“True, there was only four million of a population, but no power on earth could prevent them arming …. It would be for them to see that no section of Irishmen was oppressed in North East Ulster. They did not want to proscribe Protestants or Unionist in Ireland. We claim freedom and we will accord it to everyone. If the freedom of any one section was threatened by whomever, it would be for the rest of Ireland to rise in the defence of that section.”

McDonagh in Ballyliffin

Thomas McDonagh, another member of the IRB Military Council and a member of the Irish Volunteer leaders, visited Donegal in April 1914 and addressed a meeting on Cruckaughrim Hill, Ballyliffin in Inishowen.

A large crowd travelled from Derry for the meeting and the people of Inishowen were there in their thousands. Speaking on the subject of the Volunteer Movement he said: “‘….it meant that they could no longer go untrained in the use of arms and unable to defend their own territories in the case of necessity. It meant that they must have in Ireland a party trained, disciplined and efficient, necessary to secure and maintain the rights and liberties common to all the people of Ireland … For the past hundred years the Irish people had not been trained to the use of arms.

“For a long time they had been submitting their case to the Imperial Parliament, but they felt that for certain very grave reasons it was time that the Irish people should now be able to enforce their claims if necessary by the use of arms …..when certain things had passed – as they would – they would have a strong citizen army, which would be able to fight on all occasions, not for one party or another, not for one country or another but always for Ireland. It was likely that conscription might become necessary for the British Empire in a very short time. Thousands left Austria every year to avoid conscription.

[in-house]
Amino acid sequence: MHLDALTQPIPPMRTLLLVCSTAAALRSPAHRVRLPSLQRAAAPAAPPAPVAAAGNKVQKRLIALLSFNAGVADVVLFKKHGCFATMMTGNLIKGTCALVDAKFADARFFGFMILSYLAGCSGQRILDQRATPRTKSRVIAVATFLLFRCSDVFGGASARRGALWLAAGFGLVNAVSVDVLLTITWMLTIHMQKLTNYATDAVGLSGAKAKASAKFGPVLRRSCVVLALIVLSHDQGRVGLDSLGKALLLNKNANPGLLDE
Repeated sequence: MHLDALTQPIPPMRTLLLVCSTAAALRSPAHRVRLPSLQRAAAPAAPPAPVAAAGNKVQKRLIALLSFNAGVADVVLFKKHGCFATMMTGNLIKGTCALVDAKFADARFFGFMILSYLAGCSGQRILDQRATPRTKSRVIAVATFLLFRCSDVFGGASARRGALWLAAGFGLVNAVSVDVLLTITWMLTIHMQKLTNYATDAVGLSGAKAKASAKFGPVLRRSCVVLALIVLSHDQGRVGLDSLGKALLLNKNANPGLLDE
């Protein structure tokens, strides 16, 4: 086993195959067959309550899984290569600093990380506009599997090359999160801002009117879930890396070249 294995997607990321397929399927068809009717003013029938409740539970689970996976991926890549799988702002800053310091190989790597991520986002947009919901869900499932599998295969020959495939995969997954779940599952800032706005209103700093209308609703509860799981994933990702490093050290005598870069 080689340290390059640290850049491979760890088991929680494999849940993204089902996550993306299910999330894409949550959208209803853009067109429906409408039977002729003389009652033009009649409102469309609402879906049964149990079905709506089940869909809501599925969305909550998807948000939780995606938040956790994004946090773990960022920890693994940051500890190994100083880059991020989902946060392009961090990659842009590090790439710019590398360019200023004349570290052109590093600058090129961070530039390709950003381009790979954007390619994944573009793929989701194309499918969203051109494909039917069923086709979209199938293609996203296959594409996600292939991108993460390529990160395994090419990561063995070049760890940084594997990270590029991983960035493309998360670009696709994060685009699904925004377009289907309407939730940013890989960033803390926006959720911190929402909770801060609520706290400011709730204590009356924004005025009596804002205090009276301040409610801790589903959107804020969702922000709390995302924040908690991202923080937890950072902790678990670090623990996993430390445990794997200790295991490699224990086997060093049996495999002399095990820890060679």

“How many young men would leave Ireland? If any did it would be the worst sort of emigration, but this organisation would prevent both these things happening. The Irish people would be able henceforth to hold their country for Irishmen. By becoming Volunteers they would not be joining the British army in any shape. The Irish Volunteers would be the army of Ireland and would receive commands only from Irishmen.”

He was not talking politics, he was not saying what their ultimate national destiny would be – that would be for the people of Ireland to choose. He called on them to insist henceforth on the Irish question being: “What is best for Ireland and what amount of interference we shall allow in our affairs? …. the Volunteers believed that with this weapon in their hands they would be able to do their duty to their country in the best way.” He concluded by giving details as to the formation of companies, drill practice, etc.

After Thomas McDonagh and Padraig Pearse’s visit to the county, the Volunteer organisation began to proceed with more enthusiasm.